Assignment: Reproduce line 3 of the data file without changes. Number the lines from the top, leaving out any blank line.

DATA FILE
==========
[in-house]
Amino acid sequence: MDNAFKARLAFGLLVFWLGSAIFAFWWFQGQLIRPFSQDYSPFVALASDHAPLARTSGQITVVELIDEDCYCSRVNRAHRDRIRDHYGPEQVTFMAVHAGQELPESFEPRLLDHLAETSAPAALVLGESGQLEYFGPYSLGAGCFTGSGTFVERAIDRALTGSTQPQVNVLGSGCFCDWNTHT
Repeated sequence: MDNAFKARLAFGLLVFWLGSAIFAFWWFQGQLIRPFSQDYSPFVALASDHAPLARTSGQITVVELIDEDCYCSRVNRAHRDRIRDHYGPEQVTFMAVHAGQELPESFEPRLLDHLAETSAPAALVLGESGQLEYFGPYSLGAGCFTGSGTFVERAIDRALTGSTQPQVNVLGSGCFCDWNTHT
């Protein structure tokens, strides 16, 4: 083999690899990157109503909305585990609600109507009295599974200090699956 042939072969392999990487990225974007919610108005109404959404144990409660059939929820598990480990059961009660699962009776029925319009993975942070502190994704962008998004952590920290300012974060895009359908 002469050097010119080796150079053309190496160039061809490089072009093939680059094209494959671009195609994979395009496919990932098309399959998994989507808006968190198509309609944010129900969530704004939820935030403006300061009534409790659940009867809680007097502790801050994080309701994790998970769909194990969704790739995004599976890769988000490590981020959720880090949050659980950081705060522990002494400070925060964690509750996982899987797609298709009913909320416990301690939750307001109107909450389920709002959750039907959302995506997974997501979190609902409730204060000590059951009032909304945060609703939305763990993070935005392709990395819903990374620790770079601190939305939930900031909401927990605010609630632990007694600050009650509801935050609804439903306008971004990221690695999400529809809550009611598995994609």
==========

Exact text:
Repeated sequence: MDNAFKARLAFGLLVFWLGSAIFAFWWFQGQLIRPFSQDYSPFVALASDHAPLARTSGQITVVELIDEDCYCSRVNRAHRDRIRDHYGPEQVTFMAVHAGQELPESFEPRLLDHLAETSAPAALVLGESGQLEYFGPYSLGAGCFTGSGTFVERAIDRALTGSTQPQVNVLGSGCFCDWNTHT